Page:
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What R-Value
R-Value =
temp diff X area X time

heat loss
Really Means

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Building Homes With Lower Carbon Footprints Using Cellulose Insulation

Architects and builders have an easy way of lowering the amount of man-made carbon into the atmosphere by trapping it in the walls of buildings and homes as energy-efficient cellulose insulation.

Graphic of cellulose insulation low carbon home

Carbon Sinks

Scientists around the world are working overtime trying to find ways to lower the carbon footprint made by humans. One method is to sequester the carbon dioxide produced by humans so it cannot reenter the atmosphere and cause global warming. Some scientists are proposing to capture carbon dioxide from power plants and pump it into large underground mines as “carbon sinks” to keep it from entering the atmosphere.

Mother Nature has the most effective method of removing carbon dioxide from the atmosphere through photosynthesis. When trees and other plants absorb carbon dioxide and convert it into plant cells containing carbon they trap or sequester it from the atmosphere. Thus, carbon in plants will not reenter the atmosphere until the wood or plant fiber is burned or decays.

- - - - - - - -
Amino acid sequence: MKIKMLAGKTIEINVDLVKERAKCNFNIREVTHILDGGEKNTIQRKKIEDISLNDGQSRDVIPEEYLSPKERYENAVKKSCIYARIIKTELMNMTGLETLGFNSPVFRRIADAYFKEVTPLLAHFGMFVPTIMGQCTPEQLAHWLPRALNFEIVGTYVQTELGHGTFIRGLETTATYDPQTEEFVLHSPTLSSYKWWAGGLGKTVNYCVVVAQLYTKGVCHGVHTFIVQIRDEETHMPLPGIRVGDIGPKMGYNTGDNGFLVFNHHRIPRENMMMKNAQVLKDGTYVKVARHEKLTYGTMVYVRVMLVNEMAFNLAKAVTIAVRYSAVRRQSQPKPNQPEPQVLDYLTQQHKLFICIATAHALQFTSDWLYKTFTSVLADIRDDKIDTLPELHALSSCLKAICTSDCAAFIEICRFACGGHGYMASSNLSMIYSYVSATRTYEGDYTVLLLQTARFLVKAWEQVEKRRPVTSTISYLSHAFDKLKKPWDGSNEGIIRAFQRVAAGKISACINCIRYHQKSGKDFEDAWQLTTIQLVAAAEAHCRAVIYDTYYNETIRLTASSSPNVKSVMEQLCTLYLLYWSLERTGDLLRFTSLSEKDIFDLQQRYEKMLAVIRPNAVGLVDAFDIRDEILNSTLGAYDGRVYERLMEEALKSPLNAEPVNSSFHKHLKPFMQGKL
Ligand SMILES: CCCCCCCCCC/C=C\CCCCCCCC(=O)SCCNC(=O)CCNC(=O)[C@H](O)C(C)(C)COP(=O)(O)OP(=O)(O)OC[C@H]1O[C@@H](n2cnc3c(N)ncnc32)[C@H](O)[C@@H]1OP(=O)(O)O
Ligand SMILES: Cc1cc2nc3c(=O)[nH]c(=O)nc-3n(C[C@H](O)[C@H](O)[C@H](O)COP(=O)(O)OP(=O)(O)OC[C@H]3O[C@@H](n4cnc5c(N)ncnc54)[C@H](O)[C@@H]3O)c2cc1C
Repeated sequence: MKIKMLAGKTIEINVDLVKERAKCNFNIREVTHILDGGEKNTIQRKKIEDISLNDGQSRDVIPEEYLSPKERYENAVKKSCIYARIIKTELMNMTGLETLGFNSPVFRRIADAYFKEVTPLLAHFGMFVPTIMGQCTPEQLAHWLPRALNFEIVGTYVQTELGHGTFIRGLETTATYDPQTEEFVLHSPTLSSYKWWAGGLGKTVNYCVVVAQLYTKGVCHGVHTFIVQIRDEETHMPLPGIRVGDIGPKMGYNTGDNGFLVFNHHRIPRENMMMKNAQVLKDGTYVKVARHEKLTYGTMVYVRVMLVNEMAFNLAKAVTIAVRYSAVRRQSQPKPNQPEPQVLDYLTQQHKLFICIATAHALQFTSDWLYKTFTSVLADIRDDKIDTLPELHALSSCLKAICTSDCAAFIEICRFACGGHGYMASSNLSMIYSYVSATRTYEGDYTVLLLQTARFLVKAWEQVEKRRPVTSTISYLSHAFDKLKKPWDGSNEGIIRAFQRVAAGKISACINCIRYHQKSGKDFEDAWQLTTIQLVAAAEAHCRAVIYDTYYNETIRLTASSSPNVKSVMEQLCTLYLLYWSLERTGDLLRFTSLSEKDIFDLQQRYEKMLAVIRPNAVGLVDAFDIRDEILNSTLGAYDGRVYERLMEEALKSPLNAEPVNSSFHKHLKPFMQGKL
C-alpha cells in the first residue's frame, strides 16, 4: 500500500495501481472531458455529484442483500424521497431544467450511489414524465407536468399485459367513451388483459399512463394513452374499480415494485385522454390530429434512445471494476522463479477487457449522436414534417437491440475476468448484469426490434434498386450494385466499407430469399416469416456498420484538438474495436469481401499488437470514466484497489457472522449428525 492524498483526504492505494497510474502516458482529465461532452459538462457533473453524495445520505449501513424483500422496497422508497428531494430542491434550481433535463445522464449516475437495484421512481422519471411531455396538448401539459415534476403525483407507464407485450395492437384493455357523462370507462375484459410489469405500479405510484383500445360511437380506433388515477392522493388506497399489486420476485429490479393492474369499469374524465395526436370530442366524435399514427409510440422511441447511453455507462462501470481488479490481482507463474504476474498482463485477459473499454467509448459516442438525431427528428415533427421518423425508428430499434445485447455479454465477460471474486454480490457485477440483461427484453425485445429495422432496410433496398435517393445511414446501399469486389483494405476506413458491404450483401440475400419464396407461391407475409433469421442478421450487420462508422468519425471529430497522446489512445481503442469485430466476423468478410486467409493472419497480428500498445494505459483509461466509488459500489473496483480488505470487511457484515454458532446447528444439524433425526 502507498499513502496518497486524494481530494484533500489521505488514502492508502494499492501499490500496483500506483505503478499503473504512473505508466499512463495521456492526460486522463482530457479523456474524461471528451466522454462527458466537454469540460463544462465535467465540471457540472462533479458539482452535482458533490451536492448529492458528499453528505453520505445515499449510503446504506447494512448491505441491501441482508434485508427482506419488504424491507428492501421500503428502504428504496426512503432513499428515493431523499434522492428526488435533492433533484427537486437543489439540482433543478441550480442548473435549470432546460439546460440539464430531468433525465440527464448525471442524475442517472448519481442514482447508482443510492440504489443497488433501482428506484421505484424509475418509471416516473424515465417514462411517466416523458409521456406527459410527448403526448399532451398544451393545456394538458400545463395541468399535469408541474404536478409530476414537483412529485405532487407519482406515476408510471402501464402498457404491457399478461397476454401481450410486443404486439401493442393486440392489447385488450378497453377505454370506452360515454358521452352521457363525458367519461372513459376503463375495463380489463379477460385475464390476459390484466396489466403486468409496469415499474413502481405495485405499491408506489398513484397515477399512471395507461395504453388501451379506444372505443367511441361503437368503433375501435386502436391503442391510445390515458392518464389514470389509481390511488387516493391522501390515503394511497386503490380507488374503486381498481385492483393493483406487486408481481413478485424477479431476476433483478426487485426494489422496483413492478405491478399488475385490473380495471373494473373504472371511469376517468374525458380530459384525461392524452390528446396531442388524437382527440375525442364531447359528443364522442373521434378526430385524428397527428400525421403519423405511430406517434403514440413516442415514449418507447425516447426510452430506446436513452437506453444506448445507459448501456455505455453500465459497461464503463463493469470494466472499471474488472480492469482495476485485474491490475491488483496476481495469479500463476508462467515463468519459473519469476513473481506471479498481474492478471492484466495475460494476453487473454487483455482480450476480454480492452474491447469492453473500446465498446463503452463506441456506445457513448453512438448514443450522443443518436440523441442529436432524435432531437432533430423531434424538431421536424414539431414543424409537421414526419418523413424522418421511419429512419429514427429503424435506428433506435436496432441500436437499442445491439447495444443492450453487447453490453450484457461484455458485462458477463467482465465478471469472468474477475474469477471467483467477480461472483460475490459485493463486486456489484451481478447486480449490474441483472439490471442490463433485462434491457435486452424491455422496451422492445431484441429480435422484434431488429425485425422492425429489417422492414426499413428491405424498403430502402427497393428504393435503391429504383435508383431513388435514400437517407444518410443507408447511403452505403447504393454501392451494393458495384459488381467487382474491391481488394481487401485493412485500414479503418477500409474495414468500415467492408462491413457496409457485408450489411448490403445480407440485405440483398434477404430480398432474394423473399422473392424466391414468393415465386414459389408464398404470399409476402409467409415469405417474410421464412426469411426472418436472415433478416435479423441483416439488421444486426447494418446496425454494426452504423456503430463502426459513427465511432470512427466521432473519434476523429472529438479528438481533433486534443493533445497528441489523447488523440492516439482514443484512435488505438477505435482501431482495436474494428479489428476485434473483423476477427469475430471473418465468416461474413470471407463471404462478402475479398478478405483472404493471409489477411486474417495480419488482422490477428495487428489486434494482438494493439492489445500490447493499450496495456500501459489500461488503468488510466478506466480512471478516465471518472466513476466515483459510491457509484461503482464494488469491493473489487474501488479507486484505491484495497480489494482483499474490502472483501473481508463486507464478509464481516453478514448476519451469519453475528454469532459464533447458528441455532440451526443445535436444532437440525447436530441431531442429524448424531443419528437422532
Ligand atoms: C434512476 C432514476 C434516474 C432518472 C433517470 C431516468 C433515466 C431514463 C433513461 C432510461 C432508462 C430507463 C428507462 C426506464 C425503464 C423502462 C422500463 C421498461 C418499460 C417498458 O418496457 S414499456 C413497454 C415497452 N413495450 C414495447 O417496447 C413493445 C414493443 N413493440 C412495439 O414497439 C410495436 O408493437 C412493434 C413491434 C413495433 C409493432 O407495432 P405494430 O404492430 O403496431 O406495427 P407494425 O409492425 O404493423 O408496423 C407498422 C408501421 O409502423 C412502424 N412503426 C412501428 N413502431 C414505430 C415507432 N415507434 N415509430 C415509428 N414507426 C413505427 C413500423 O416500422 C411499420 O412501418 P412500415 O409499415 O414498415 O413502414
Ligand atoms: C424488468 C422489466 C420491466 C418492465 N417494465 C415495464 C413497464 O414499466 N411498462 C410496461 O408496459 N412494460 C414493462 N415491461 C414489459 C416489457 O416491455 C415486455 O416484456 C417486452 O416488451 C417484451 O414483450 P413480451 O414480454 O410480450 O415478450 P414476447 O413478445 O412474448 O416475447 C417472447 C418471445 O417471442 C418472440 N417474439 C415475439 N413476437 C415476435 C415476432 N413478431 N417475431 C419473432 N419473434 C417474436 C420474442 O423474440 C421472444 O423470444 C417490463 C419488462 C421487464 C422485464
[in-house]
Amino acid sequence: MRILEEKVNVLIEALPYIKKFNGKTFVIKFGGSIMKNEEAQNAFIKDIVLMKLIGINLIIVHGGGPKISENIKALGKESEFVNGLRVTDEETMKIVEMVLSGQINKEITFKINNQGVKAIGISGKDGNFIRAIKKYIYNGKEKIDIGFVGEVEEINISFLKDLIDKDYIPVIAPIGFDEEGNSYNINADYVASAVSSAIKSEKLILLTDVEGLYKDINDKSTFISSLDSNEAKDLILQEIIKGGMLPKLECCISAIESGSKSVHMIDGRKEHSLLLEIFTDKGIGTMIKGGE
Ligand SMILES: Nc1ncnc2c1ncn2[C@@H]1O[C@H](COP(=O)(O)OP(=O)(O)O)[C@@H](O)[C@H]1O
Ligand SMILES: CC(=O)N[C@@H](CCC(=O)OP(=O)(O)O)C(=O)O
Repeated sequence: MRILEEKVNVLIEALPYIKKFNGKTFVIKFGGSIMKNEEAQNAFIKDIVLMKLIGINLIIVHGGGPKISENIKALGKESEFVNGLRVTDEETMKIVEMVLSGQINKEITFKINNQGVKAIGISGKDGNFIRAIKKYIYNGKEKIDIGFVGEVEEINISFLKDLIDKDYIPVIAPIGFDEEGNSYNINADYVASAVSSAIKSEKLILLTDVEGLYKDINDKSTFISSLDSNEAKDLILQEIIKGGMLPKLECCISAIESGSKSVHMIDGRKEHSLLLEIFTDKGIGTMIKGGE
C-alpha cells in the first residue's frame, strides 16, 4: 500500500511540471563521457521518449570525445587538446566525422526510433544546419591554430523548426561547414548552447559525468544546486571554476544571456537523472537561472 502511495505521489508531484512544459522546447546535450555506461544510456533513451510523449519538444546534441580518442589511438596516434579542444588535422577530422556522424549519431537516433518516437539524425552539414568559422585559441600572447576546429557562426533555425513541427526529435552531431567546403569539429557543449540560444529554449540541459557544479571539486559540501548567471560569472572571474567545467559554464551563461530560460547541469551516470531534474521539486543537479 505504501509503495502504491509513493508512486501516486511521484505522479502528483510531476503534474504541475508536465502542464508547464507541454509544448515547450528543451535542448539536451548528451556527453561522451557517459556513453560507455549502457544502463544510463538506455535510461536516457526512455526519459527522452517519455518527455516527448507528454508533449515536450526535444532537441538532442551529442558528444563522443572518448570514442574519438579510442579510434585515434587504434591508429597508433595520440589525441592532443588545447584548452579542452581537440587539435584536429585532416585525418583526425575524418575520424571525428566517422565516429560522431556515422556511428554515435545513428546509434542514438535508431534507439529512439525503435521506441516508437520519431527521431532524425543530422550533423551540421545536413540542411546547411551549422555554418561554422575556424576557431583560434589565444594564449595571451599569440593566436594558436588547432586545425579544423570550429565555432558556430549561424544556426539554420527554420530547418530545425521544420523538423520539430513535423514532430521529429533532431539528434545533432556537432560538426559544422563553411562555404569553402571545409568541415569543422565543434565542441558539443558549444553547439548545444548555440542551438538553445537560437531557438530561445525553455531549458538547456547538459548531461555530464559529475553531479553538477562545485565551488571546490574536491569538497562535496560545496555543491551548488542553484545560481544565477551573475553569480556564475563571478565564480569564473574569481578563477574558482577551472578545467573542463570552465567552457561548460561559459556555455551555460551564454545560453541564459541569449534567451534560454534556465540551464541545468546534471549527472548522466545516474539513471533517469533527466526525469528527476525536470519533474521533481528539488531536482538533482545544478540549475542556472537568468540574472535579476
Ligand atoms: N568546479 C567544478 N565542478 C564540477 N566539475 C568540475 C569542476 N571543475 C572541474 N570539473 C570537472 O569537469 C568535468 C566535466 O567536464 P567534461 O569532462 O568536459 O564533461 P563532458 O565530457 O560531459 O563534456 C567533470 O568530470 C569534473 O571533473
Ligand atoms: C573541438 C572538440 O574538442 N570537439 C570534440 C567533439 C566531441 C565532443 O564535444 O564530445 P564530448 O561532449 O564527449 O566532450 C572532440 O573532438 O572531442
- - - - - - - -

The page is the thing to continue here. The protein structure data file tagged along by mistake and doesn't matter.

Low Carbon Footprint Homes

Builders have a unique opportunity to differentiate their products as low carbon footprint homes, effectively making their houses mini “carbon sinks” by insulating the attics, walls and floors with Cellulose Insulation. A study by the Athena Institute found wood-intensive construction, including cellulose insulation, greatly reduce carbon over traditional frame construction in housing. Read the Prospectus For Carbon Neutral Housing(PDF of study) to learn more on the findings.

Waste paper is the carbon-rich raw material used to make cellulose insulation. When waste paper decays in landfills it produces greenhouse gases such as methane and carbon dioxide in the process. If this waste paper is recycled into Cellulose Insulation, it prevents it from reverting to greenhouse gases for the life of the structure, while also saving a tremendous amount of energy. No other building insulation can do this.

In 2007, about 3,000,000 tons of newspapers went to U.S. landfills. This paper could have been used to produce an additional 200,000,000 bags of Cellulose Insulation. There is so much paper going to landfills that if it were used to make Cellulose Insulation it could replace nearly all other types of insulation. Installed in millions of homes it would lower their carbon footprint by sequestering the carbon in cellulose insulation for years.

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